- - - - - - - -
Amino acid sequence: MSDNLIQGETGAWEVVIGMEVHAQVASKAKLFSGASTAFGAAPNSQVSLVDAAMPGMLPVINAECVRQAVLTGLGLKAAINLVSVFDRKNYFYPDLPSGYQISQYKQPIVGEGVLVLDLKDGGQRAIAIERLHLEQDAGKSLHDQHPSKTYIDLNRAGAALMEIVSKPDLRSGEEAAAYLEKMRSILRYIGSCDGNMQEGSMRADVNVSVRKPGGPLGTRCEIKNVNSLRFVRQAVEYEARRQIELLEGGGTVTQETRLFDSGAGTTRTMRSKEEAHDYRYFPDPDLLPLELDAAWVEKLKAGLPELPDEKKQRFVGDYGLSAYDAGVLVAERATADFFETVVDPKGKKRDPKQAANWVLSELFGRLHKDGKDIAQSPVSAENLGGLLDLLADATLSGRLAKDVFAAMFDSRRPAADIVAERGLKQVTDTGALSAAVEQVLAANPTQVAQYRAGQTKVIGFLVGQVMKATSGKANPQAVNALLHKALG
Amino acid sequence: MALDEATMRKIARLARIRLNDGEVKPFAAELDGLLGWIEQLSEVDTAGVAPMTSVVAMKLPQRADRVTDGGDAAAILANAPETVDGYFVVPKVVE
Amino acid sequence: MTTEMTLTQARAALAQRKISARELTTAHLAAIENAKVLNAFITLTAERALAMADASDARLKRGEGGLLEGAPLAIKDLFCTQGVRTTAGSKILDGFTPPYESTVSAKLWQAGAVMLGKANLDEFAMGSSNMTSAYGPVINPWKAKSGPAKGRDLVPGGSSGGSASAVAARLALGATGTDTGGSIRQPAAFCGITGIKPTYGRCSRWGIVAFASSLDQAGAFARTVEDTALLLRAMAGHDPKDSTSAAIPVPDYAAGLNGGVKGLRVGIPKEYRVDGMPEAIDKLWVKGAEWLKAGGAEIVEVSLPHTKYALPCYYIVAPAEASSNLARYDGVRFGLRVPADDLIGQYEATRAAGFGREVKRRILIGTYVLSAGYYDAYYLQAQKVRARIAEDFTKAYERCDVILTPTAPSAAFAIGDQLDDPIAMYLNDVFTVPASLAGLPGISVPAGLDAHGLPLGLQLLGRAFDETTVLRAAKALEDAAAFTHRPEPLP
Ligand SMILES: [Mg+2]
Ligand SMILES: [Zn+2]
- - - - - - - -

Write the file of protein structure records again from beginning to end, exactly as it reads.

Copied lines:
Amino acid sequence: MSDNLIQGETGAWEVVIGMEVHAQVASKAKLFSGASTAFGAAPNSQVSLVDAAMPGMLPVINAECVRQAVLTGLGLKAAINLVSVFDRKNYFYPDLPSGYQISQYKQPIVGEGVLVLDLKDGGQRAIAIERLHLEQDAGKSLHDQHPSKTYIDLNRAGAALMEIVSKPDLRSGEEAAAYLEKMRSILRYIGSCDGNMQEGSMRADVNVSVRKPGGPLGTRCEIKNVNSLRFVRQAVEYEARRQIELLEGGGTVTQETRLFDSGAGTTRTMRSKEEAHDYRYFPDPDLLPLELDAAWVEKLKAGLPELPDEKKQRFVGDYGLSAYDAGVLVAERATADFFETVVDPKGKKRDPKQAANWVLSELFGRLHKDGKDIAQSPVSAENLGGLLDLLADATLSGRLAKDVFAAMFDSRRPAADIVAERGLKQVTDTGALSAAVEQVLAANPTQVAQYRAGQTKVIGFLVGQVMKATSGKANPQAVNALLHKALG
Amino acid sequence: MALDEATMRKIARLARIRLNDGEVKPFAAELDGLLGWIEQLSEVDTAGVAPMTSVVAMKLPQRADRVTDGGDAAAILANAPETVDGYFVVPKVVE
Amino acid sequence: MTTEMTLTQARAALAQRKISARELTTAHLAAIENAKVLNAFITLTAERALAMADASDARLKRGEGGLLEGAPLAIKDLFCTQGVRTTAGSKILDGFTPPYESTVSAKLWQAGAVMLGKANLDEFAMGSSNMTSAYGPVINPWKAKSGPAKGRDLVPGGSSGGSASAVAARLALGATGTDTGGSIRQPAAFCGITGIKPTYGRCSRWGIVAFASSLDQAGAFARTVEDTALLLRAMAGHDPKDSTSAAIPVPDYAAGLNGGVKGLRVGIPKEYRVDGMPEAIDKLWVKGAEWLKAGGAEIVEVSLPHTKYALPCYYIVAPAEASSNLARYDGVRFGLRVPADDLIGQYEATRAAGFGREVKRRILIGTYVLSAGYYDAYYLQAQKVRARIAEDFTKAYERCDVILTPTAPSAAFAIGDQLDDPIAMYLNDVFTVPASLAGLPGISVPAGLDAHGLPLGLQLLGRAFDETTVLRAAKALEDAAAFTHRPEPLP
Ligand SMILES: [Mg+2]
Ligand SMILES: [Zn+2]